APS class of 2010 earned an impressive $129 million in academic and athletic scholarship offers. APS also congratulated 29 students who earned prestigious Gates Millennium Scholarships, more than any other district in the country. An increasing number of APS students now chart a path to college. The district graduation rate has increased 30 percentage points, from 39 percent in 2002 to 69 percent in 2009. But we know there is more work to be done so that all APS students graduate from our schools ready for success in college and life. WE WELCOME THE BEST AND BRIGHTEST: Education is still the great equalizer, and research has shown that all students can excel in the presence of a highly effective teacher. The next phase of the APS journey to excellence involves recruiting, training and supporting our teachers. Community support, including another $10 million grant from the Bill and Melinda Gates Foundation, adds momentum to the next important phase of our reform work. OUR JOURNEY CONTINUES: We are proud of our APS alumni as they take their places on the campuses of flagship public institutions, historically black colleges and universities, the Little Ivies, and prestigious Ivy League schools around the country. We are just as proud to be given the privilege of preparing the next generation of leaders. I look forward to a very challenging and rewarding school year. Thank you for being part of this exciting journey. Sincerely,

Beverly L. Hall, Ed.D., Superintendent

WE CHART A PATH TO COLLEGE: In 2008, APS graduates earned scholarship offerings totaling $64 million. One year later, that number increased to $92 million. By 2010, the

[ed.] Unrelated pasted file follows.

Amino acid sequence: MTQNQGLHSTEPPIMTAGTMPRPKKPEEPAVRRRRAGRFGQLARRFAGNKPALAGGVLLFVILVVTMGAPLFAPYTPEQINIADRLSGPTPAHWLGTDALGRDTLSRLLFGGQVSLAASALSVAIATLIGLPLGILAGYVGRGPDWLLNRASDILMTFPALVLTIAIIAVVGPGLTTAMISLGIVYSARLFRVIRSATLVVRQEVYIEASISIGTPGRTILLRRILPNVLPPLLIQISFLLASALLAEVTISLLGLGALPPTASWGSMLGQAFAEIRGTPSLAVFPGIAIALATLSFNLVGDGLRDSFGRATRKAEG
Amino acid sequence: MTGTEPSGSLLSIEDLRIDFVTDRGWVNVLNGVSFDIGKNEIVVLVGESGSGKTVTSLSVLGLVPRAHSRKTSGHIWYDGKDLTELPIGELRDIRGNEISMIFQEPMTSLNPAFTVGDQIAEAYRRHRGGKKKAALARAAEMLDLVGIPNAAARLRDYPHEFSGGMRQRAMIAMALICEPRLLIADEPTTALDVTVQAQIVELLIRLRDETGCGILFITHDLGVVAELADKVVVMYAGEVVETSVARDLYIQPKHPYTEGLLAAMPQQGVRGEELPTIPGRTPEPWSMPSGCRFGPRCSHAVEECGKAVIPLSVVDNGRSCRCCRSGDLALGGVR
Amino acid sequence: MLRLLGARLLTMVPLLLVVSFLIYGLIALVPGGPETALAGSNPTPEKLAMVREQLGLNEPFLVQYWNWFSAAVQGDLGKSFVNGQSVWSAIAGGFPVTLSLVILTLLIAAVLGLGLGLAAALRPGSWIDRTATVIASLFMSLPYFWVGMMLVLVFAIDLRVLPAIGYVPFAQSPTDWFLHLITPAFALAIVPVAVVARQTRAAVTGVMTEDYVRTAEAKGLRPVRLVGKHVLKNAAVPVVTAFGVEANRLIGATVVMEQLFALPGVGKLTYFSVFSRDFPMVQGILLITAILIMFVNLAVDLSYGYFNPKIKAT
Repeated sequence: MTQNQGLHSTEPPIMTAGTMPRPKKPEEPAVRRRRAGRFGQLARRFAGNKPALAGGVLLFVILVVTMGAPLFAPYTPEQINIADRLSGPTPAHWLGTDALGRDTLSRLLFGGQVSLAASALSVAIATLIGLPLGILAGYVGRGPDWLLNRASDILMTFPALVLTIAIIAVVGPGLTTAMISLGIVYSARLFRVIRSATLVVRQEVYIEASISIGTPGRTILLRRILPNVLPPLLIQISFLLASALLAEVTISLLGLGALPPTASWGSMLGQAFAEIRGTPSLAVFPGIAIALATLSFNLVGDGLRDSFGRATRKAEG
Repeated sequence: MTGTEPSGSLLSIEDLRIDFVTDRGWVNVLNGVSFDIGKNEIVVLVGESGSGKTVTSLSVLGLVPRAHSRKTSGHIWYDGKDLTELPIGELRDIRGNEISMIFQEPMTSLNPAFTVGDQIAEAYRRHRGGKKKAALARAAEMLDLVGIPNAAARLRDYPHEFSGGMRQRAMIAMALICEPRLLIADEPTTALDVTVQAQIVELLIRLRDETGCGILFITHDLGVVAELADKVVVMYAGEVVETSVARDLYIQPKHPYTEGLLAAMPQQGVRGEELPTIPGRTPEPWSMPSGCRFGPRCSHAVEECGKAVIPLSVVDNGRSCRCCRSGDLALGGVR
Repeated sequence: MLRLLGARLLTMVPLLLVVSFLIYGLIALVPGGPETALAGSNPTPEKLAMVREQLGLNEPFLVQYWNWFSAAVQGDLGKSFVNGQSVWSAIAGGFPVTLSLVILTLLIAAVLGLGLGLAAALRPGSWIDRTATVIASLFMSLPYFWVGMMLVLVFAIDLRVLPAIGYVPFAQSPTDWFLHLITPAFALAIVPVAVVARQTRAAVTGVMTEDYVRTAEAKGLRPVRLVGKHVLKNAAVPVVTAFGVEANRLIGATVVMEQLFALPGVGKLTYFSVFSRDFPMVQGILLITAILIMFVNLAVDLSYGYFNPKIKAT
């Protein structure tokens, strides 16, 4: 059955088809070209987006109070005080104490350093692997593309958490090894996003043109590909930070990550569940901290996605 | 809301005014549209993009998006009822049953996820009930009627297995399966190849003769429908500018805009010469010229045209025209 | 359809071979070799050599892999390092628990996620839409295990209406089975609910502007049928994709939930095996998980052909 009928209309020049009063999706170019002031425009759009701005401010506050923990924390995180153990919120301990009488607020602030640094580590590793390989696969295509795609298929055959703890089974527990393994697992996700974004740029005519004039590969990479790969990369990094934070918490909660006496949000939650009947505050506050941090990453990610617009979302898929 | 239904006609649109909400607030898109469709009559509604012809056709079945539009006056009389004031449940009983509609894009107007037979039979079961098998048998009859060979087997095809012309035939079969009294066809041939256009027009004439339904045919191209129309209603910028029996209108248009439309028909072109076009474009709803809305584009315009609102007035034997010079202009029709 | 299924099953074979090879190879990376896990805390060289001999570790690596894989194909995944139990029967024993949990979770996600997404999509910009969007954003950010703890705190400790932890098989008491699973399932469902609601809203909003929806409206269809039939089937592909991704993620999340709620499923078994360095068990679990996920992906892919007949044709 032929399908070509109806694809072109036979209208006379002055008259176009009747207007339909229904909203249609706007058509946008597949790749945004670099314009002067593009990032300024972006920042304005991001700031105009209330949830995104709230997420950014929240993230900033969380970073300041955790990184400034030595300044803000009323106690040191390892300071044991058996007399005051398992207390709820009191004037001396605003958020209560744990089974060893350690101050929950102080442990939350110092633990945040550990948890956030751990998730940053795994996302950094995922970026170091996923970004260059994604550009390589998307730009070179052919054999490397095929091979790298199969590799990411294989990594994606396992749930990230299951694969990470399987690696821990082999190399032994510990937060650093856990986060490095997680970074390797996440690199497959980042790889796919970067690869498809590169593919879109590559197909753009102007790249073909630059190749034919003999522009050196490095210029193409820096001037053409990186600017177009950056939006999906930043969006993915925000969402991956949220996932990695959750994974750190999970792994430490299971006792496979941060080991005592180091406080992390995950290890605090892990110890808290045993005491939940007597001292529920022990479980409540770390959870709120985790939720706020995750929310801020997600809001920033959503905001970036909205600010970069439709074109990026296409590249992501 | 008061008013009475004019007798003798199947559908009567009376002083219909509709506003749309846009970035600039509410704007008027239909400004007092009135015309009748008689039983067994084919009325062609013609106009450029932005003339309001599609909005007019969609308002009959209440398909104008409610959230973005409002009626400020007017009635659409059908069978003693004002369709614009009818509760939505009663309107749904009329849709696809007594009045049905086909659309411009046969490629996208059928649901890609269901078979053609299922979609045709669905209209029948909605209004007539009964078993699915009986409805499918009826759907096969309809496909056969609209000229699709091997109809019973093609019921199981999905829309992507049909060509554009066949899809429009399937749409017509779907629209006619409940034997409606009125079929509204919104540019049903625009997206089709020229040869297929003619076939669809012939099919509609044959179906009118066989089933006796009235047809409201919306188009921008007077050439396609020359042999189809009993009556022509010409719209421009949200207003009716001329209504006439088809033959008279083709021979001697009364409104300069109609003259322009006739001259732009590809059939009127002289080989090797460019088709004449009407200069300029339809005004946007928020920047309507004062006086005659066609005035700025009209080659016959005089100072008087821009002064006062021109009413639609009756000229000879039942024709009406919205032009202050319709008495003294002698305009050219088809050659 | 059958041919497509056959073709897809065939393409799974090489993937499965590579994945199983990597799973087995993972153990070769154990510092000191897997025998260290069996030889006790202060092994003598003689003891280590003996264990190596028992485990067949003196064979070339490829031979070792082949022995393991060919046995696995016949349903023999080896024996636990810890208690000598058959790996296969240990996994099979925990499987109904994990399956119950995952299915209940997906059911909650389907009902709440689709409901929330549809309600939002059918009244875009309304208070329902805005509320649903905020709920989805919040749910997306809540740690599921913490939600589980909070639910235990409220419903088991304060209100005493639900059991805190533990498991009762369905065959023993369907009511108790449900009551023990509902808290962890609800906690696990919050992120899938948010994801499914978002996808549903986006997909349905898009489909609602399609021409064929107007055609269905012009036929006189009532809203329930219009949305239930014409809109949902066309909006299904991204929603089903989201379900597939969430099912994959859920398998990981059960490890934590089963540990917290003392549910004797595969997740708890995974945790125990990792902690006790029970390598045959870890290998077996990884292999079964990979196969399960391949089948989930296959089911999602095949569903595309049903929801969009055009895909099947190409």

Atlanta Public Schools 2010-2011 Guidebook | 2


Our School System


2010-11 Atlanta Public Schools

Fast Facts DISTRICT FACTS

STUDENT FACTS

Atlanta Public Schools 2010-2011 Guidebook | 5


Points of Pride 1. ATLANTA PUBLIC SCHOOLS (APS) IS BECOMING ONE OF THE TOP URBAN DISTRICTS IN THE NATION. APS had a record 29 Gates Millennium Scholars for 2010 – more than any other district in the country. The Nation’s Report Card shows that APS scores in reading, math and writing have improved at a significantly fast rate. On NAEP reading tests, APS students delivered the highest point gain of all states and participating urban districts. From 2002 to 2009, APS eighth-graders delivered a 14-point gain; APS fourth-graders also delivered a 14-point gain.

2. APS STUDENTS ARE CLOSING THE ACHIEVEMENT GAP. Seventy–nine percent of APS eighth-grade students met or exceeded standards on the 2010 Georgia Grade 8 Writing Assessment, improving their performance by 5 percentage points and closing the achievement gap with the state.

3. APS IS COMMITTED TO PLACING AN EFFECTIVE TEACHER IN EVERY CLASSROOM. Bolstered by a $10 million grant from the Bill and Melinda Gates Foundation, APS has accelerated its efforts to recruit, prepare and support teachers through its Effective Teacher in Every Classroom Initiative. This initiative reflects research that indicates all students can achieve at high levels in the presence of a highly effective teacher.

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4. APS CULTIVATES STUDENTS WHO ARE PREPARED TO COMPETE ON A GLOBAL PLAYING FIELD. International Baccalaureate (IB) instruction is available to students in grades kindergarten through high school, including students at the newly IB-certified Deerwood Academy in southwest Atlanta. To compete on a global playing field, APS also offers Chinese–language courses for K-12 students. APS offers courses in Mandarin Chinese, Spanish and French – from kindergarten through high school. Arabic and Latin also are available in several high schools.